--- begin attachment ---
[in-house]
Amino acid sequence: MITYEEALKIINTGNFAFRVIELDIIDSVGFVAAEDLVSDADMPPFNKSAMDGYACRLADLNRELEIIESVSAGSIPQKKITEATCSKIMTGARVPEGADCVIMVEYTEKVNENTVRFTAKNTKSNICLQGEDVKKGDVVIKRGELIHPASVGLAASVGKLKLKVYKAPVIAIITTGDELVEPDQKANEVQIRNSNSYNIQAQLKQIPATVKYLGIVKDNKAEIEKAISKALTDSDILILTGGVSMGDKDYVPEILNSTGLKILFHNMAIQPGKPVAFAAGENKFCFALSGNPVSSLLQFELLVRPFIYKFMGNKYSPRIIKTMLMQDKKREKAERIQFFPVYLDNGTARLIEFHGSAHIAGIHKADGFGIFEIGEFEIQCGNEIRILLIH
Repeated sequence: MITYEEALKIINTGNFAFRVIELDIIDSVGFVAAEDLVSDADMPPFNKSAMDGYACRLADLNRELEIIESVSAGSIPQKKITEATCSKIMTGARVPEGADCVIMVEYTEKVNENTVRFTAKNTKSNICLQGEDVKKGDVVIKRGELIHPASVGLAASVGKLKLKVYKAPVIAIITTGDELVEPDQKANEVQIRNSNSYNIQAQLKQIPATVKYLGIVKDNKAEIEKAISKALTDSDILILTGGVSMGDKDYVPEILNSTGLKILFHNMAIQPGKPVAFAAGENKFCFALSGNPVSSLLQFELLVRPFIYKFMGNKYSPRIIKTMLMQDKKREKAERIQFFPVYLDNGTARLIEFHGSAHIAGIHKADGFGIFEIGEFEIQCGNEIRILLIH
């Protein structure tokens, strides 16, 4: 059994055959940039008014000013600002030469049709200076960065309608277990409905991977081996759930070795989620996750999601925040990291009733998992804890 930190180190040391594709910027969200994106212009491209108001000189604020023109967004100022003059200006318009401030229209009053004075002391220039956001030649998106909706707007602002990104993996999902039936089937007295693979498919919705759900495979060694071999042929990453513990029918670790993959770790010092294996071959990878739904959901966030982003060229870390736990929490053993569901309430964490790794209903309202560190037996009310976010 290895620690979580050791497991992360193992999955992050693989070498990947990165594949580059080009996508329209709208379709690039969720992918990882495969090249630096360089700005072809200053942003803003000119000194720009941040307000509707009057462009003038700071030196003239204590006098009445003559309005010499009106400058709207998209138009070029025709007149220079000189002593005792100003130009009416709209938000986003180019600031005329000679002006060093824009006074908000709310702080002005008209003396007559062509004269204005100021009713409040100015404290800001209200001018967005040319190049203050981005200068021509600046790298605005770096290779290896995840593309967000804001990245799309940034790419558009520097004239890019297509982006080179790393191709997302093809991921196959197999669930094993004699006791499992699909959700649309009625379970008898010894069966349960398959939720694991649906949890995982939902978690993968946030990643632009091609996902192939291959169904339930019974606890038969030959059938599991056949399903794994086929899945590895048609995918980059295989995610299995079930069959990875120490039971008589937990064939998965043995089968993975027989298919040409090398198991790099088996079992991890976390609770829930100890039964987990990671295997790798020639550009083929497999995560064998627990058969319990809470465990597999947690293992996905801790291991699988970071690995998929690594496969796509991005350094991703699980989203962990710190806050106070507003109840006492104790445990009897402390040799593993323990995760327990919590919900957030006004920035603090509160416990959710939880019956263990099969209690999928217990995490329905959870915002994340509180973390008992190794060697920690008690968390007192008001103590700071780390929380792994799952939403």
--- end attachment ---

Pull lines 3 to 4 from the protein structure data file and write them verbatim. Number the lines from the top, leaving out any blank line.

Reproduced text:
Repeated sequence: MITYEEALKIINTGNFAFRVIELDIIDSVGFVAAEDLVSDADMPPFNKSAMDGYACRLADLNRELEIIESVSAGSIPQKKITEATCSKIMTGARVPEGADCVIMVEYTEKVNENTVRFTAKNTKSNICLQGEDVKKGDVVIKRGELIHPASVGLAASVGKLKLKVYKAPVIAIITTGDELVEPDQKANEVQIRNSNSYNIQAQLKQIPATVKYLGIVKDNKAEIEKAISKALTDSDILILTGGVSMGDKDYVPEILNSTGLKILFHNMAIQPGKPVAFAAGENKFCFALSGNPVSSLLQFELLVRPFIYKFMGNKYSPRIIKTMLMQDKKREKAERIQFFPVYLDNGTARLIEFHGSAHIAGIHKADGFGIFEIGEFEIQCGNEIRILLIH
């Protein structure tokens, strides 16, 4: 059994055959940039008014000013600002030469049709200076960065309608277990409905991977081996759930070795989620996750999601925040990291009733998992804890 930190180190040391594709910027969200994106212009491209108001000189604020023109967004100022003059200006318009401030229209009053004075002391220039956001030649998106909706707007602002990104993996999902039936089937007295693979498919919705759900495979060694071999042929990453513990029918670790993959770790010092294996071959990878739904959901966030982003060229870390736990929490053993569901309430964490790794209903309202560190037996009310976010 290895620690979580050791497991992360193992999955992050693989070498990947990165594949580059080009996508329209709208379709690039969720992918990882495969090249630096360089700005072809200053942003803003000119000194720009941040307000509707009057462009003038700071030196003239204590006098009445003559309005010499009106400058709207998209138009070029025709007149220079000189002593005792100003130009009416709209938000986003180019600031005329000679002006060093824009006074908000709310702080002005008209003396007559062509004269204005100021009713409040100015404290800001209200001018967005040319190049203050981005200068021509600046790298605005770096290779290896995840593309967000804001990245799309940034790419558009520097004239890019297509982006080179790393191709997302093809991921196959197999669930094993004699006791499992699909959700649309009625379970008898010894069966349960398959939720694991649906949890995982939902978690993968946030990643632009091609996902192939291959169904339930019974606890038969030959059938599991056949399903794994086929899945590895048609995918980059295989995610299995079930069959990875120490039971008589937990064939998965043995089968993975027989298919040409090398198991790099088996079992991890976390609770829930100890039964987990990671295997790798020639550009083929497999995560064998627990058969319990809470465990597999947690293992996905801790291991699988970071690995998929690594496969796509991005350094991703699980989203962990710190806050106070507003109840006492104790445990009897402390040799593993323990995760327990919590919900957030006004920035603090509160416990959710939880019956263990099969209690999928217990995490329905959870915002994340509180973390008992190794060697920690008690968390007192008001103590700071780390929380792994799952939403």